We’ve all been there. It’s been a long week in the office until past a sensible bedtime working on a proposal and eating pizza. Now it’s 6pm on a Friday and the office beer fridge gets cracked open…
Yes it might be a great idea at the time to recreate a Miley Cyrus-esque twerk routine in the office boardroom cheered on by an adoring audience of your team mates/fellow drinking buddies but how serious do managers take your social media posts online?
These miners from Western Australia weren't finding their Harlem Shake quite so fun when the powers that be saw their video and they reportedly all lost their jobs. Personally, I think the one doing the caterpillar through a muddy puddle deserved recognition for his dedication to fitness. And I’m not even going there with the one on the right using the white pole as a dance aid…
But surely in the creative industries, we're supposed to be creative right? And encouraged to showcase our individual personalities, quirks and talents to aid the overall creative flow of the companies we work for?
The problem is, it’s not just our team mates who may see what we get up to when we leave the office (or at least log off the Macs for the night) With 92% of employers now using social media to aid their recruitment process (according to Sprout Social), how water tight do your privacy settings need to be?
Last year, a survey by On Device Research found that 1 in 10 jobseekers were turned down for their dream roles because of posts on their social channels.
Yes we all have the 'thoughts are our own' disclaimers on our Twitter feeds and facebook privacy settings firmly ticked to share with friends only, but with all social sharing, it doesn’t necessarily mean that your friends are the only ones who can get to see your inner most thoughts, feelings, dance routines etc.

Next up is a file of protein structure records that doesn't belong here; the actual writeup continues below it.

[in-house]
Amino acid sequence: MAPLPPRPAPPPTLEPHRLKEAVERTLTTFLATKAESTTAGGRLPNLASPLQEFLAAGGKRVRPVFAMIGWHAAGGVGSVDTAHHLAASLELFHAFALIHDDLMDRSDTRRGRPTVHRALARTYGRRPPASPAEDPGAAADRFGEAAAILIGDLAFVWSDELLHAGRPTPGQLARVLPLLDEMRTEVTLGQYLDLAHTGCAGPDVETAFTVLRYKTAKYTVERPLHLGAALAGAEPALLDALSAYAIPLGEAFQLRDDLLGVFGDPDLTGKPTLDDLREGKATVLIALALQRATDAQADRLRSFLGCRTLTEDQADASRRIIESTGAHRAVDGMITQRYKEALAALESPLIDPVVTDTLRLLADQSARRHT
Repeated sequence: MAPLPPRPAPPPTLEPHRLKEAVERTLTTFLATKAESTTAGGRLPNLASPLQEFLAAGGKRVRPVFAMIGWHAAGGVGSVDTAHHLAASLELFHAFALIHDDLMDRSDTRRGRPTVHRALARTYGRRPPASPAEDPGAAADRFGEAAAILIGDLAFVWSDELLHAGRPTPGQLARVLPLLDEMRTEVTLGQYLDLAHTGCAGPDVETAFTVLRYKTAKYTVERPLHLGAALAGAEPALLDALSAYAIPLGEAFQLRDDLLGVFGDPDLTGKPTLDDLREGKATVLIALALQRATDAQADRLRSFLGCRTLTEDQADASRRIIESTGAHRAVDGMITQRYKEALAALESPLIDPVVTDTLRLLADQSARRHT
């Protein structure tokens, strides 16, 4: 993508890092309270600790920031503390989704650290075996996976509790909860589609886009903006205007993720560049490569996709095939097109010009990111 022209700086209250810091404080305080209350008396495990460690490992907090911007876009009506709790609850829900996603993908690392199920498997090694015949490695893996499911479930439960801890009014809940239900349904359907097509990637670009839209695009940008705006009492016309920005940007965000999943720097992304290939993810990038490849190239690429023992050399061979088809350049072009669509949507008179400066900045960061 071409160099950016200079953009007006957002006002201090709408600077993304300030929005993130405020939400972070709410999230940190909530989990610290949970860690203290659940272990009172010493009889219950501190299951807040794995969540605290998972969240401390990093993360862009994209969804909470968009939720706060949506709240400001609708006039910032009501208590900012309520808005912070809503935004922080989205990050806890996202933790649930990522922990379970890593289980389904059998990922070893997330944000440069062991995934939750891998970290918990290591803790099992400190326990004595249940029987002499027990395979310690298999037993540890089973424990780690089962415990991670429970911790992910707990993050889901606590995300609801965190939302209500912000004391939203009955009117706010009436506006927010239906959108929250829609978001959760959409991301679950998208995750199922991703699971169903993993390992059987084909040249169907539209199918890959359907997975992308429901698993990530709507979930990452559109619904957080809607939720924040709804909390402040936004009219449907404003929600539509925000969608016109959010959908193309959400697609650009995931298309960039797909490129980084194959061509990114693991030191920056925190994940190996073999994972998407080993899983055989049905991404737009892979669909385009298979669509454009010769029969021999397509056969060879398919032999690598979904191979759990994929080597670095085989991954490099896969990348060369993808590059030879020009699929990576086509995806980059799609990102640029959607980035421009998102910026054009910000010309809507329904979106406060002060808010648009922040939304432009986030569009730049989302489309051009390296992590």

You may not know who their friends are, who they're showing your latest post to and, most importantly, what impact this could have down the line.
Social media networks want you to be visible and share content (the 'social' in their name is a dead giveaway here), this is how they grow their users and boost earnings. Facebook is regularly updating its settings to help improve user functionality and privacy, but with the goal posts constantly changing, us mere mortals have no real way of knowing if what we've posted will remain private and never see the light of day except for a brief sharing experience over a pint down the local with our mates.
There are loads of social media scare stories out there of people who've posted pictures, comments and videos for a laugh who later get found out by someone rather influential and before they know it they're in for a Monday morning 'catch up' with the management quicker than you can say 'mind the gap.'
So what’s the moral of the story? The safest way to ensure that your social shenanigans become a dim and distant memory of a good night out is not to post anything controversial or P45-enducing anywhere, on any site, at any time. That way your after work partying will stay exactly where it’s supposed to – outside of work.
You have been warned.
Now, where did we put that Sauvignon Blanc glass bottle microphone we were using? And can someone turn up the office stereo, I’m pretty sure Blurred Lines is next on the playlist….
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